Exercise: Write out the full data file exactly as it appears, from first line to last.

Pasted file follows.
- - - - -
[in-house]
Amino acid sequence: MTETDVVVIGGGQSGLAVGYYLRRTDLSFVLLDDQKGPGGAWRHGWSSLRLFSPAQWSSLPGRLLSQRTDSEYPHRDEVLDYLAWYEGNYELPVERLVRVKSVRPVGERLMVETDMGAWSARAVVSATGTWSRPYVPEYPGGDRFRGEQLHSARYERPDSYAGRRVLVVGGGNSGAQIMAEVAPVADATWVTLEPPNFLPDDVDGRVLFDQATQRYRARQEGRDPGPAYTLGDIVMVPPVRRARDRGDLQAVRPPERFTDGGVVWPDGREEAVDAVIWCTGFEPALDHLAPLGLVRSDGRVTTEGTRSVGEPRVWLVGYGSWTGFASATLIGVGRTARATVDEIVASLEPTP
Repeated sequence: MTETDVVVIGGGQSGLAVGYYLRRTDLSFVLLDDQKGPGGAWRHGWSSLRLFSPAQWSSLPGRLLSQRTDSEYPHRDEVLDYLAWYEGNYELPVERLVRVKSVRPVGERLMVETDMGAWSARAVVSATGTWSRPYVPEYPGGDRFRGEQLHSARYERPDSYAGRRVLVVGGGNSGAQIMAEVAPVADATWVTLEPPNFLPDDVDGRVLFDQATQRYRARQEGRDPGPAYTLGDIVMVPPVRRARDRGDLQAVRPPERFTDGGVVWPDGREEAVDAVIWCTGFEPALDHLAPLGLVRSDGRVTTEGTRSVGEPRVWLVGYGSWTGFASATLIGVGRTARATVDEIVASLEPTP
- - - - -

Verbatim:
[in-house]
Amino acid sequence: MTETDVVVIGGGQSGLAVGYYLRRTDLSFVLLDDQKGPGGAWRHGWSSLRLFSPAQWSSLPGRLLSQRTDSEYPHRDEVLDYLAWYEGNYELPVERLVRVKSVRPVGERLMVETDMGAWSARAVVSATGTWSRPYVPEYPGGDRFRGEQLHSARYERPDSYAGRRVLVVGGGNSGAQIMAEVAPVADATWVTLEPPNFLPDDVDGRVLFDQATQRYRARQEGRDPGPAYTLGDIVMVPPVRRARDRGDLQAVRPPERFTDGGVVWPDGREEAVDAVIWCTGFEPALDHLAPLGLVRSDGRVTTEGTRSVGEPRVWLVGYGSWTGFASATLIGVGRTARATVDEIVASLEPTP
Repeated sequence: MTETDVVVIGGGQSGLAVGYYLRRTDLSFVLLDDQKGPGGAWRHGWSSLRLFSPAQWSSLPGRLLSQRTDSEYPHRDEVLDYLAWYEGNYELPVERLVRVKSVRPVGERLMVETDMGAWSARAVVSATGTWSRPYVPEYPGGDRFRGEQLHSARYERPDSYAGRRVLVVGGGNSGAQIMAEVAPVADATWVTLEPPNFLPDDVDGRVLFDQATQRYRARQEGRDPGPAYTLGDIVMVPPVRRARDRGDLQAVRPPERFTDGGVVWPDGREEAVDAVIWCTGFEPALDHLAPLGLVRSDGRVTTEGTRSVGEPRVWLVGYGSWTGFASATLIGVGRTARATVDEIVASLEPTP